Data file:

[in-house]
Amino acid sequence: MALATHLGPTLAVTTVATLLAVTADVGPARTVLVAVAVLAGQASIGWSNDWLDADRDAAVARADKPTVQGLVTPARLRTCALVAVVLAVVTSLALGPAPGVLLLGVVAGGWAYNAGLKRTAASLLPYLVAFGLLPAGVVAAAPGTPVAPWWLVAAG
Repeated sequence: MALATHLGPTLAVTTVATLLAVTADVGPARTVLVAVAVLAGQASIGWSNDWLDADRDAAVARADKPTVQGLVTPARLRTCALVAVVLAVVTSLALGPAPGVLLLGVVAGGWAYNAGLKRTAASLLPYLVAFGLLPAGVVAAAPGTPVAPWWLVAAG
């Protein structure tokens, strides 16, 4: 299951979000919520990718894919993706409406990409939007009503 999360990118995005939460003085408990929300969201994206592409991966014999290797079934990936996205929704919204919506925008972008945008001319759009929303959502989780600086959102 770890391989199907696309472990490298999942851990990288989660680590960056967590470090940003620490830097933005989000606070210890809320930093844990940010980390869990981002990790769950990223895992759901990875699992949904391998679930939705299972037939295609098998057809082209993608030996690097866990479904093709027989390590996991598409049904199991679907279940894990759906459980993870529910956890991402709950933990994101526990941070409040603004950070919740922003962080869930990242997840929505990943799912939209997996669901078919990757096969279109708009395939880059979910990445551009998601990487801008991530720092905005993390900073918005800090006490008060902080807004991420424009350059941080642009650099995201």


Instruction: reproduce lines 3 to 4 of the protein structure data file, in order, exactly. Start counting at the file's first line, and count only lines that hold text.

Repeated sequence: MALATHLGPTLAVTTVATLLAVTADVGPARTVLVAVAVLAGQASIGWSNDWLDADRDAAVARADKPTVQGLVTPARLRTCALVAVVLAVVTSLALGPAPGVLLLGVVAGGWAYNAGLKRTAASLLPYLVAFGLLPAGVVAAAPGTPVAPWWLVAAG
């Protein structure tokens, strides 16, 4: 299951979000919520990718894919993706409406990409939007009503 999360990118995005939460003085408990929300969201994206592409991966014999290797079934990936996205929704919204919506925008972008945008001319759009929303959502989780600086959102 770890391989199907696309472990490298999942851990990288989660680590960056967590470090940003620490830097933005989000606070210890809320930093844990940010980390869990981002990790769950990223895992759901990875699992949904391998679930939705299972037939295609098998057809082209993608030996690097866990479904093709027989390590996991598409049904199991679907279940894990759906459980993870529910956890991402709950933990994101526990941070409040603004950070919740922003962080869930990242997840929505990943799912939209997996669901078919990757096969279109708009395939880059979910990445551009998601990487801008991530720092905005993390900073918005800090006490008060902080807004991420424009350059941080642009650099995201």